Apple originally wanted to bring iMessage to other platforms, but it later decided that it could encourage Apple users to switch to other competing devices, hence why executives then decided to lock people into the ecosystem with the seemingly simple chat application. FaceTime has sort of become available on Android and other devices, although there are a lot of limitations, and it only works in the browser.
Hiroshi Lockheimer, Senior Vice President of Platforms and Ecosystems, posted a tweet in which he accuses Apple of “using peer pressure and bullying as a way to sell products” and locking people in the ecosystem. The tweet mainly refers to iMessage, but it’s related back to Apple and its products.
Google introduced RCS messaging not long ago, and while the feature is available to hundreds of millions of users worldwide, it’s still not fully supported in every region, it’s still not fully encrypted, and it lacks support and features in some areas. Lockheimer has been criticizing Apple for years for its behaviour, and for not supporting RCS, which would allow Android and Apple devices to follow a common standard, offering an easier and safer way for consumers to communicate with each other.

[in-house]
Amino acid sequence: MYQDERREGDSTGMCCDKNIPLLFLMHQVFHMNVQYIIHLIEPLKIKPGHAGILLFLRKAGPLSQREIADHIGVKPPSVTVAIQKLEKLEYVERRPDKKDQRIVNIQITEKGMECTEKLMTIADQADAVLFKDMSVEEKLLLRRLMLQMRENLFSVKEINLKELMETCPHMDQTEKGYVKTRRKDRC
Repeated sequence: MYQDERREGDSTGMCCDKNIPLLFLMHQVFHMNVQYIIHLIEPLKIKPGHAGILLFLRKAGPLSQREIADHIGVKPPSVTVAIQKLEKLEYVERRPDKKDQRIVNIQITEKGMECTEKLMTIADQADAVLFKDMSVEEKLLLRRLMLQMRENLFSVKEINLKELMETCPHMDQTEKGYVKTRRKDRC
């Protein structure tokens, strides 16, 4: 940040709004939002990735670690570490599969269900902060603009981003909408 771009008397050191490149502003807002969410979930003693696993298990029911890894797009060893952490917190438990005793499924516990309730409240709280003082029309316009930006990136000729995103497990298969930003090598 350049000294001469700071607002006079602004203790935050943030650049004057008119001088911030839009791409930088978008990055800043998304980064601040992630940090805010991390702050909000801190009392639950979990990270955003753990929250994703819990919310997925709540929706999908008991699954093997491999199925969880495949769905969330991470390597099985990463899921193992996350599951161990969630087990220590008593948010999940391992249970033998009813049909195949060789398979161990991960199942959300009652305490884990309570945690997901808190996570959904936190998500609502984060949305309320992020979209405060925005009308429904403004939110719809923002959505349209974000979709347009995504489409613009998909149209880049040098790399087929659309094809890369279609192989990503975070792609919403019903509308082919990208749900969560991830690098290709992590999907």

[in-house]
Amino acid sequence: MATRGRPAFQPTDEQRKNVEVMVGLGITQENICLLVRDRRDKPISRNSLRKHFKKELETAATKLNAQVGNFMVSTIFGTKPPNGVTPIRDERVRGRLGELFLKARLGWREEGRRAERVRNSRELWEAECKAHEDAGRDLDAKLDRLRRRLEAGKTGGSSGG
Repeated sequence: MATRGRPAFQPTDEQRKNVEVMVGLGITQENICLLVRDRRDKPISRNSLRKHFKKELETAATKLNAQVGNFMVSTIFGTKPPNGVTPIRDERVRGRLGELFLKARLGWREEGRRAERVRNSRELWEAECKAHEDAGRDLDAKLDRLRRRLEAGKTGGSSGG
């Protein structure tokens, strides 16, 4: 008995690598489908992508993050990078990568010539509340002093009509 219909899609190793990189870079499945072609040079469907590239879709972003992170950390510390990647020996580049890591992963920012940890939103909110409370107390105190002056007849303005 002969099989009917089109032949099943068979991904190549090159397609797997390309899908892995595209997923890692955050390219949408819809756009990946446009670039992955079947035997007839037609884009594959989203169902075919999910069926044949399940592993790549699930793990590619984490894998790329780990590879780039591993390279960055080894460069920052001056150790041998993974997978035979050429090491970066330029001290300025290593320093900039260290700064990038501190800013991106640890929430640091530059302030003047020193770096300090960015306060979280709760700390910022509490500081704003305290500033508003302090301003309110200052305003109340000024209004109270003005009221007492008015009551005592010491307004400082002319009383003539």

Other Google executives have encouraged Apple to adopt the RCS standard in previous years, but Apple always refused, citing security and other concerns. Google recently started supporting iMessage reactions with emojis to help bridge the gap between the two standards. While that works well, there are still a lot of features missing, and a lot of security enhancements could be made to make messaging safer between the two platforms.
Apple is unlikely to give in anytime soon, and it could potentially make other integrations even harder for Google and other OEMs to support the platform. There are various ways hacky ways to make iMessage work on Windows computers and Android devices, but they require a lot of setups, and none of the methods ended up being stable enough, and Apple also purposely broke some to stop people from sending messages.